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Jimmy Lai unlikely to receive a fair trial from Hong Kong judges, lawyer says

December 20, 2023 Catholic News Agency 0
Jonathan Price, a member of Jimmy Lai’s international legal team, appears on “EWTN News Nightly” with host Tracy Sabol on Dec. 19, 2023. / Credit: EWTN News Nightly

CNA Staff, Dec 20, 2023 / 11:55 am (CNA).

A lawyer representing embattled Catholic democracy activist Jimmy Lai said the Hong Konger is unlikely to receive a fair trial in the legal system that is now controlled by Chinese Communist Party authorities.

Lai’s trial in Hong Kong began this week. He was originally arrested in August 2020 under that year’s controversial national security law, which was passed by China’s communist-controlled government and sharply curtailed free speech in the region.

Lai has been imprisoned for over 1,000 days under the law. He has been accused of colluding with foreign adversaries and conspiracy to defraud and is facing a possible life sentence.

Jonathan Price, a human rights lawyer with the U.K.-based Doughty Street Chambers, which is representing Lai in international matters, told EWTN News Nightly” host Tracy Sabol on Tuesday that Hong Kong — long a separate administrative region from the mainland Chinese government — is “now more or less indistinguishable from China.”

“Its legal system has been subverted” by the 2020 law, Price said; that law is controlled by a “politically appointed committee” rather than an impartial judiciary.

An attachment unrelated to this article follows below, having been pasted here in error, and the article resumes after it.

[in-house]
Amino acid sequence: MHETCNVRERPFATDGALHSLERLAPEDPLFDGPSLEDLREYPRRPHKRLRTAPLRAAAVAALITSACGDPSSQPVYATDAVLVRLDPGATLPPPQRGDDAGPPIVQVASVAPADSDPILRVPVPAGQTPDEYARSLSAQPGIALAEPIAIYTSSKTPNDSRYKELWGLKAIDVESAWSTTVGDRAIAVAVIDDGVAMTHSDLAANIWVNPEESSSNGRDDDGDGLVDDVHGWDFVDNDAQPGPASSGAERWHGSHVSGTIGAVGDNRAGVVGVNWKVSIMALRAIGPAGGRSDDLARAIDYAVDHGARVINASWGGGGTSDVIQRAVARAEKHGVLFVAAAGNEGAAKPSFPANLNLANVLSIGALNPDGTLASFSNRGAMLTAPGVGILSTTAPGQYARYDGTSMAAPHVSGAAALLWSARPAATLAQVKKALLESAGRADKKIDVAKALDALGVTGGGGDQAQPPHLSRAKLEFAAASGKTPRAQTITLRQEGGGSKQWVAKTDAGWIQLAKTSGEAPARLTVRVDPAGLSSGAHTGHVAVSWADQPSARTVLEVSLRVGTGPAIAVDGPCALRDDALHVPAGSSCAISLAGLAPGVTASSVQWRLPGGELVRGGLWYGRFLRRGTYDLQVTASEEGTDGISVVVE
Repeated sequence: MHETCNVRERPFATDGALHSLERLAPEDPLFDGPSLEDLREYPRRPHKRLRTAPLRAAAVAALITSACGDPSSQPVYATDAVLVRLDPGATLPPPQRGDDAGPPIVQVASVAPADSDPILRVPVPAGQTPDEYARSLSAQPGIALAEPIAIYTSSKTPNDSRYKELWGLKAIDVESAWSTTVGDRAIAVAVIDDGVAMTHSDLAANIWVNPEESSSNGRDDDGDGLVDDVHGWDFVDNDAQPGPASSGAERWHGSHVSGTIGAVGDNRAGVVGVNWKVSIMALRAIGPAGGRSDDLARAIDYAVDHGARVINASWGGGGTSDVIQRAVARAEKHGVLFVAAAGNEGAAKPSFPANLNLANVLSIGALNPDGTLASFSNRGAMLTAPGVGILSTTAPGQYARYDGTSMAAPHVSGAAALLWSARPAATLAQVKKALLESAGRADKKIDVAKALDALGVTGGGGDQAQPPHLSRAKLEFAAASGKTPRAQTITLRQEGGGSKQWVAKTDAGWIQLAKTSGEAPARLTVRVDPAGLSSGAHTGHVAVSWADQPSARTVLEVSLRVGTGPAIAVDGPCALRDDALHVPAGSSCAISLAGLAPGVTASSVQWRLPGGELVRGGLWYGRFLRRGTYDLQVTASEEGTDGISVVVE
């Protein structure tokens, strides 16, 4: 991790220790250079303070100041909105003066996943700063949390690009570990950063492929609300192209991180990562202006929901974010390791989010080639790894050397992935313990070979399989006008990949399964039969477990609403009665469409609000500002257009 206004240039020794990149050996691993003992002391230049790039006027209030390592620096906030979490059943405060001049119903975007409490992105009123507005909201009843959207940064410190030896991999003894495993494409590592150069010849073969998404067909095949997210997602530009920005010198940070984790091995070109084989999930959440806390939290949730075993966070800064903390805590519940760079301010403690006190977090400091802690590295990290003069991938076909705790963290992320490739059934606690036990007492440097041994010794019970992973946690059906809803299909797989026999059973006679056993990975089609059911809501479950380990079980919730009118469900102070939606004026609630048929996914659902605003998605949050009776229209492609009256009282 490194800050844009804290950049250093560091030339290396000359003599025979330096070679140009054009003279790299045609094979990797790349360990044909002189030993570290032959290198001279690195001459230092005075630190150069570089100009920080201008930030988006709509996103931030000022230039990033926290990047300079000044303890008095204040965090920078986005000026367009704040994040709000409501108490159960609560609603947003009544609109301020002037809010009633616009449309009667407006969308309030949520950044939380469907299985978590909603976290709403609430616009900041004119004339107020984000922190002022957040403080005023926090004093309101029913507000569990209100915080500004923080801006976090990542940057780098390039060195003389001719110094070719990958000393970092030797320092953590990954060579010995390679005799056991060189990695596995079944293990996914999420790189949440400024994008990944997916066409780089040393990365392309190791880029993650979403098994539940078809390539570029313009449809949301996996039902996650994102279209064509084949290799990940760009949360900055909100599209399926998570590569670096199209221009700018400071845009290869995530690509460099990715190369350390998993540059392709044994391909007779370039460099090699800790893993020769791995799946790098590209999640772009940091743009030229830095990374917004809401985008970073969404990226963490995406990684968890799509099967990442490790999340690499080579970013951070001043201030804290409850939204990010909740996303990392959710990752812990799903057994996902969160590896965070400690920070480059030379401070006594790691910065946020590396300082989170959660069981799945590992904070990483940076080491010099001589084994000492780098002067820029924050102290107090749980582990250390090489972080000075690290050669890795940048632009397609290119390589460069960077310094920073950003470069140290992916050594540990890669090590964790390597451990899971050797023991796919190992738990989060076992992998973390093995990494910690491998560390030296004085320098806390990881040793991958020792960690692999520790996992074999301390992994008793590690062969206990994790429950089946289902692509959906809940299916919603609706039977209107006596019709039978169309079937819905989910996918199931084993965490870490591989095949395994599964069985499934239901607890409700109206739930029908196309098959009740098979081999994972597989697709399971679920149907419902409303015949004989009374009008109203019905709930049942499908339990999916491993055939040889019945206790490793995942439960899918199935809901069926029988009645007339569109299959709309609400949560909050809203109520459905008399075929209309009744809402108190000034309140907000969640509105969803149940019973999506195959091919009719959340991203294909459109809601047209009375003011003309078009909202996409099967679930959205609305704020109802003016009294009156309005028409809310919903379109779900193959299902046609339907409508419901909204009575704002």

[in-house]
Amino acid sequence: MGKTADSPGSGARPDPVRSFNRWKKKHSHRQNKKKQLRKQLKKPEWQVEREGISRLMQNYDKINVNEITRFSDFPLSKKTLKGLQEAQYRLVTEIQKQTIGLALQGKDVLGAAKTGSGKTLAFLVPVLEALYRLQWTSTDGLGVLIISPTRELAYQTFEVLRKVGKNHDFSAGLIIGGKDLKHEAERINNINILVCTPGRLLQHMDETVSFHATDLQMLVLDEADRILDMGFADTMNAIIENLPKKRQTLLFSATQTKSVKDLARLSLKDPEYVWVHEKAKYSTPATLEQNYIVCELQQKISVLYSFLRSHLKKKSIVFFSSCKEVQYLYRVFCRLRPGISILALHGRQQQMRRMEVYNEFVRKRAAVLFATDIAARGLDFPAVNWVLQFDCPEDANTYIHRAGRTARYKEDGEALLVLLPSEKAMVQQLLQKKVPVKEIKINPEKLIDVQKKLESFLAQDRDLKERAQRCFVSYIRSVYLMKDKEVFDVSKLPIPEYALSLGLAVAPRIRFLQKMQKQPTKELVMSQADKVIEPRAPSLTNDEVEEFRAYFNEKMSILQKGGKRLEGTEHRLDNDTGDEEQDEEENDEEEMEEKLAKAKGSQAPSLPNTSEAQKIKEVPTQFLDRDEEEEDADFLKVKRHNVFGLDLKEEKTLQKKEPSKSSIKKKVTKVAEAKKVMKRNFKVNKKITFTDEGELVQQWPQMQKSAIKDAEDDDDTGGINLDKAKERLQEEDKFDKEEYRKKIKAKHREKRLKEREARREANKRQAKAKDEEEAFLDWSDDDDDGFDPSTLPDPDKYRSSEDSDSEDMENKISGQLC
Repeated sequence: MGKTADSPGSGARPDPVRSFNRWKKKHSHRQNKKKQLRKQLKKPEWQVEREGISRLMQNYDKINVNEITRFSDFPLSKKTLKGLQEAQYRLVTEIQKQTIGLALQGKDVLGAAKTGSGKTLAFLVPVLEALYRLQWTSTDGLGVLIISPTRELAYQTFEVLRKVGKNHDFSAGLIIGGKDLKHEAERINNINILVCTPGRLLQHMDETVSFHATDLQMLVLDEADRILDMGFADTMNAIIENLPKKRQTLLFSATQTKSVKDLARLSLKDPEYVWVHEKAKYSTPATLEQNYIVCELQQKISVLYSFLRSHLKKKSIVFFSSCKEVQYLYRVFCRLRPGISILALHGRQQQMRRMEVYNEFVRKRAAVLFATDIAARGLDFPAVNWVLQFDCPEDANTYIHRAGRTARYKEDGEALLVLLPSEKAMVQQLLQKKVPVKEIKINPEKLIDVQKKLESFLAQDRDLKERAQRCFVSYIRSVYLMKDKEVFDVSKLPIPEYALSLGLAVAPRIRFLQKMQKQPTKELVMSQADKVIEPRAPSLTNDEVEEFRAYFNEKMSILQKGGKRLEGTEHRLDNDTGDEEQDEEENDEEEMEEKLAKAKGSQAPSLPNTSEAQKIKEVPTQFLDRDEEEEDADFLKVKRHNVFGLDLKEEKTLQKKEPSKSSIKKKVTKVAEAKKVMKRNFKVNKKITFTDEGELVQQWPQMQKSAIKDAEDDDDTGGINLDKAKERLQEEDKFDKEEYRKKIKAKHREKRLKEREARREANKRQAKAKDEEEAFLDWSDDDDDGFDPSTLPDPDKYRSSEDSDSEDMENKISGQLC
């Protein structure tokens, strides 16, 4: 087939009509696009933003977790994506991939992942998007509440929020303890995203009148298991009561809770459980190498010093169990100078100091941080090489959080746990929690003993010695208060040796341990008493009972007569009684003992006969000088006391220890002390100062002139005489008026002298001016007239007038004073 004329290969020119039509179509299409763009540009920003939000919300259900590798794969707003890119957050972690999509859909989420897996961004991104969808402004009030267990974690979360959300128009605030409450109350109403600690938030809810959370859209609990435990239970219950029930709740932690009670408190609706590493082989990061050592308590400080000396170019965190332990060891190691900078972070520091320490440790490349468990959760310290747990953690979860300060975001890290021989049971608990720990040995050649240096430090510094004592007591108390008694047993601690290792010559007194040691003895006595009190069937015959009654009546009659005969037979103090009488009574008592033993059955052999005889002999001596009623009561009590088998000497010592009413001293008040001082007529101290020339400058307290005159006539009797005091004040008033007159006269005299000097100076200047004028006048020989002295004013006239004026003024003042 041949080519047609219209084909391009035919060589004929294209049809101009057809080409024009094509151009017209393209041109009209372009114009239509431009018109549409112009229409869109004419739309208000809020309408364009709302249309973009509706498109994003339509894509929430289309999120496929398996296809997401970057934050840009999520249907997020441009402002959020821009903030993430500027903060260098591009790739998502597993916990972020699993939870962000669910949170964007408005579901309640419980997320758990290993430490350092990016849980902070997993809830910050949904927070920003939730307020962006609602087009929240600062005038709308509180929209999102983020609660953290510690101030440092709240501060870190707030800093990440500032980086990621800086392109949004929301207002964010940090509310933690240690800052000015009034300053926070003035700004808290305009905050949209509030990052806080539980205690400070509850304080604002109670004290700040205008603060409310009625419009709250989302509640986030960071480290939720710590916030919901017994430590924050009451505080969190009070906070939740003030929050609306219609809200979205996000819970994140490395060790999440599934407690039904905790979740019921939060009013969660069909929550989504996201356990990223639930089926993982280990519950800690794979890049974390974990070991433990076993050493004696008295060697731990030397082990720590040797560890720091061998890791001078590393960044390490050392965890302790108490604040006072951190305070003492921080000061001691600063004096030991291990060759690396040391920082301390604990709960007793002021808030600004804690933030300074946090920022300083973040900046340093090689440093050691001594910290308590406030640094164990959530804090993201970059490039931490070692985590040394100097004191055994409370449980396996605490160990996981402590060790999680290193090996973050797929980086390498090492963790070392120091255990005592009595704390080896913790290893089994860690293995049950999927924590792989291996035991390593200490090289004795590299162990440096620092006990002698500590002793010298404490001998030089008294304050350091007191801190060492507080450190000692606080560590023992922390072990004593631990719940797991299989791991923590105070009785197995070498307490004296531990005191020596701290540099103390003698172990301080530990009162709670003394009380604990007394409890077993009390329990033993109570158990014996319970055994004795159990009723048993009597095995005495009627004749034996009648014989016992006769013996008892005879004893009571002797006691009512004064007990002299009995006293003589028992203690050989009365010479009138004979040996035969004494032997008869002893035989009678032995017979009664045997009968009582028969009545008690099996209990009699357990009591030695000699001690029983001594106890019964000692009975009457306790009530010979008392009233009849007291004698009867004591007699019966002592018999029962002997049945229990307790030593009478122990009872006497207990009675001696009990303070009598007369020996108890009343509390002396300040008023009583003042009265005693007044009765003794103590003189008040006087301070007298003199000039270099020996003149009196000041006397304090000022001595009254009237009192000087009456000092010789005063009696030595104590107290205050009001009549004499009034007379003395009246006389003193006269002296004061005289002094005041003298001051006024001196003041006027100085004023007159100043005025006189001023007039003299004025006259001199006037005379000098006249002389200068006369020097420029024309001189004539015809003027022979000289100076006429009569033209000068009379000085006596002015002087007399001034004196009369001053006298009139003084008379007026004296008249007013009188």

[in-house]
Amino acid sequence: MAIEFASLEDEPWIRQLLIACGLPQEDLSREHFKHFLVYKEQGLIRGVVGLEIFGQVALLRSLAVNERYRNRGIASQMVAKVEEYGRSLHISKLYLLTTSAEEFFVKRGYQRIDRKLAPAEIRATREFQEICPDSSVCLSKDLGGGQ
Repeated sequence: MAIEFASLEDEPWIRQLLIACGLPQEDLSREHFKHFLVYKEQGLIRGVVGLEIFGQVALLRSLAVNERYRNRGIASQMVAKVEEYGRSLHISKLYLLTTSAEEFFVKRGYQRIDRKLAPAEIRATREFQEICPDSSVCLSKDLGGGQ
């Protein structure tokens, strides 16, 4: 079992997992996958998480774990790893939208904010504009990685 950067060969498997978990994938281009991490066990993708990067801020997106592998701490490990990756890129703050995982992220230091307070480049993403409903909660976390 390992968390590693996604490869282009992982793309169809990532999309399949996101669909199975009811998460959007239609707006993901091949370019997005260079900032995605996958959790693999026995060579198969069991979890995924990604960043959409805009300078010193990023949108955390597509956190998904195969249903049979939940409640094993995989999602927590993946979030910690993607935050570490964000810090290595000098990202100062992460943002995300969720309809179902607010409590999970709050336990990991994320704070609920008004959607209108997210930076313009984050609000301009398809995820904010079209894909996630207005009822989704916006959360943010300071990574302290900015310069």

“The judges in Jimmy Lai’s national security law trial … are handpicked judges, licensed, in effect, to try national security law cases because of their political fealty to Beijing,” Price told Sabol. 

“So in those circumstances, it is not how you or I would recognize fair judicial proceedings,” he said. “And you’ve got to remember as well that recently, the Hong Kong director of national security boasted that the national security law has a 100% conviction rate.” 

In “any rule-of-law compliant jurisdiction, that would be a red flag,” Price argued. “It cannot be right that literally everybody accused of a crime is guilty, but that’s how they’ve been operating the national security bill. So I’m afraid we don’t think that he’s likely to receive a fair trial.”

Lai has been vocal in his faith. He was baptized and received into the Church by Cardinal Joseph Zen, bishop emeritus of Hong Kong, in 1997. He said in 2020 that his decision to stay in Hong Kong and place himself in danger was informed by his belief in God. 

Price on Tuesday echoed those remarks. He noted that Lai’s faith had “not been made a factor explicitly” in the trial against him. But “no doubt his faith played a part in the conviction with which he pursued his activities,” including pro-democracy activism.

Lai “saw that Chinese authoritarianism would ruin Hong Kong,” Price said. “And he made it his life’s work to try to hold onto the Hong Kong, and the freedoms in Hong Kong, that he loved, and those included the freedom for him to practice his religion.”

“So in many ways, his conviction [meant] that he stayed in Hong Kong when he could have left,” Price said. “He was a man of enormous means and huge international connections” and could easily have left the region to avoid arrest, Price said.

But “he chose to stay, and that is a mark of his conviction, a mark of his faith.”

Lai’s lawyers have asked the court to throw out sedition charges against the Catholic activist. The judges are expected to rule on that request by the end of the week, with the trial itself projected to continue for several months.